Nightmare Lawyers:
Dealing With Nightmare Opposing Counsel and What Not to Do

Nightmare lawyers; we have all dealt with them. We have all experienced them. These are the extraordinarily difficult lawyers who are on the other side of our files.

Mr. Difficult:

For example, we have all come across the type of lawyer who bullies others. They bully other lawyers, other lawyers' clients, and anyone else they come across. 

There is one lawyer in our city who is renowned for his behavior this way. The whole lawyer “being a gentleman” thing is totally lost on this guy. 

I hear that every city has at least one. 

I know numerous lawyers who will not take files against this lawyer. They will not speak to him on the phone because of his bullying. Other divorce lawyers are exhausted and stressed by his rudeness. He is renowned as one of the nightmare lawyers in our city.

Then there is the lawyer who seems to have a personality disorder of sorts. This is the type that is so impossible to deal with, that he seems unable to cooperate on even the simplest and most mundane matters. I am thinking of one particular lawyer who practices in our city. I will call him Mr. Difficult. 

Mr. Difficult will not agree to anything (despite its reasonableness) and instead litigates. Mr. Difficult refuses to recommend a reasonable offer of any sort to his clients. He also refuses to make offers of any sort, thus forcing parties into litigation. At the end of the trial (where he loses repeatedly it seems – I have yet to see Mr. Difficult succeed on a case) he will not even cooperate with the process of the trial itself, or the entry of the Final Order.  

Dealing with Mr. Difficult has been a totally exasperating experience. It has been frustrating for me, and expensive for my clients.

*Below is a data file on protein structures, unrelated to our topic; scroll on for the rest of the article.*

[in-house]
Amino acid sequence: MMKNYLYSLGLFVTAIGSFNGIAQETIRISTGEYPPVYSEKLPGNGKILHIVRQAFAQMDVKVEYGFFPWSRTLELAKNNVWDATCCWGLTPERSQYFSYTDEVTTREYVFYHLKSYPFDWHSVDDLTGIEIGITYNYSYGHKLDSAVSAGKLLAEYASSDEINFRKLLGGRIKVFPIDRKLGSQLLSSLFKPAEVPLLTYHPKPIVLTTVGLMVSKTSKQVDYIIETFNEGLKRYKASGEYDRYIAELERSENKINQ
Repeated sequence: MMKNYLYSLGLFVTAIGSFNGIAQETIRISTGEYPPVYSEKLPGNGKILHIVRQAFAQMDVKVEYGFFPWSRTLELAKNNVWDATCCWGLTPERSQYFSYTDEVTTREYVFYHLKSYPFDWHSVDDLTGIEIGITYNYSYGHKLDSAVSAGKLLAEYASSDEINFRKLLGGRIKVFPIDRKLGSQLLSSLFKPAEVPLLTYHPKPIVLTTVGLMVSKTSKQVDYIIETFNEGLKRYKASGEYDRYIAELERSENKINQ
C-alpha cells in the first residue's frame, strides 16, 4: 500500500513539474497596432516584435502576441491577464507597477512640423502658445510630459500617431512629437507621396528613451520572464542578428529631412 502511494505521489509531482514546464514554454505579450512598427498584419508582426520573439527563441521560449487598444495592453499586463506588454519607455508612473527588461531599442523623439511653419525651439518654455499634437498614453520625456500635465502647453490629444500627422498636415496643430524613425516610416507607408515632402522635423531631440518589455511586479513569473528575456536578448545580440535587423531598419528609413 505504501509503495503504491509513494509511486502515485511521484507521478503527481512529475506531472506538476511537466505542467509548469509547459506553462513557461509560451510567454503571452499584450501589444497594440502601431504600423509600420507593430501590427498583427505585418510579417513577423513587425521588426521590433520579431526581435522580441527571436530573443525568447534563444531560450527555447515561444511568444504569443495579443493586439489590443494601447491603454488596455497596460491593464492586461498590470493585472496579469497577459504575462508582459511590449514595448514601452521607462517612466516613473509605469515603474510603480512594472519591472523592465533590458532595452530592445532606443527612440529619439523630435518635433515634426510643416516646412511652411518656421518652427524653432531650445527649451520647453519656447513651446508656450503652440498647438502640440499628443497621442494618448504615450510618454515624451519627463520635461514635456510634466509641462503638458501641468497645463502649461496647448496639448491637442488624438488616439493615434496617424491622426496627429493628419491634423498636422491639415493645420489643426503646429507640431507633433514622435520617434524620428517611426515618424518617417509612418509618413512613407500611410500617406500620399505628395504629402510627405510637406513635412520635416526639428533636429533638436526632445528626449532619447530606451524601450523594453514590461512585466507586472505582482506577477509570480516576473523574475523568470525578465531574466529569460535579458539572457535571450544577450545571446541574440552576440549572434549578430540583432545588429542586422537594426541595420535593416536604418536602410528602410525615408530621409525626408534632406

Mr. Difficult does not seem to be aware of the ongoing damage he causes. All of this is done at his clients’ expense. It is also done at the expense of their ex-spouses (who happen to be some of my clients) and their children. By the time Mr. Difficult is done with a case, the parties, who were already not doing well (because they are getting divorced) are pretty much guaranteed to be polarized forever. 

When Mr. Difficult inevitably loses the hearing or trial, he recommends the appeal, files the appeal documents and then does not move the appeal forward. 

So, what do we do with someone like Mr. Difficult? 

Before we talk about what to do. Let’s talk about what we don’t do.

Nightmare Lawyers:  What Not to Do:

First of all, don’t go “there”. As in, don’t let the mud fly. This is also known as, don’t do what I did recently. Don't let the mud fly.  

I was in court recently and this is where I erred big time. 

I forgot the old adage that when we sling mud at someone, all it does is fly back at us. 

I had to appear before the Registrar to get the terms of an order entered. Mr. Difficult was the nightmare lawyer on the opposing side. I had to appear before the Registrar to get the order entered because Mr. Difficult would not endorse the draft Order (as he is required to do as an officer of the court). He would also not suggest any changes to my draft. 

At the hearing before the Registrar, I went “there.” I pointed out the correspondence between us where I had asked Mr. Difficult to get back to me with respect to my draft Order. Because Mr. Difficult only gave nonsensical and exasperating letters of response, none of which dealt with the order itself, I pointed all of this out to the court. 

He is an idiot and I pointed out his idiocy. And this is where I went wrong. 

The result is that the Registrar ended up chastising me for going “there.” She made it clear that she did not want to hear about lawyers and their conflict with one another. 

Her frustration about the lack of respect and camaraderie between counsel was evident. 

When I pointed out how difficult and awful Mr. Difficult is, all it did was make me look mean, petty, awful, and bad. Worst of all it did not even move my client’s case forward. 

So this is my lesson learned. It is always important not to go “there” no matter how tempting it is to point out opposing counsel’s ridiculousness to the court. We can’t throw opposing counsel under the bus, even if they are nightmare lawyers to deal with. It gets us (and our clients) nowhere.

By Val Hemminger, divorce lawyer and owner of Hemminger Law Group

Val has created this website to share with her colleagues. She is not suggesting, by any means, that she is the best divorce lawyer out there. She is, however, suggesting that she is the best divorce lawyer that she herself can be. Feel free to share anything you find useful.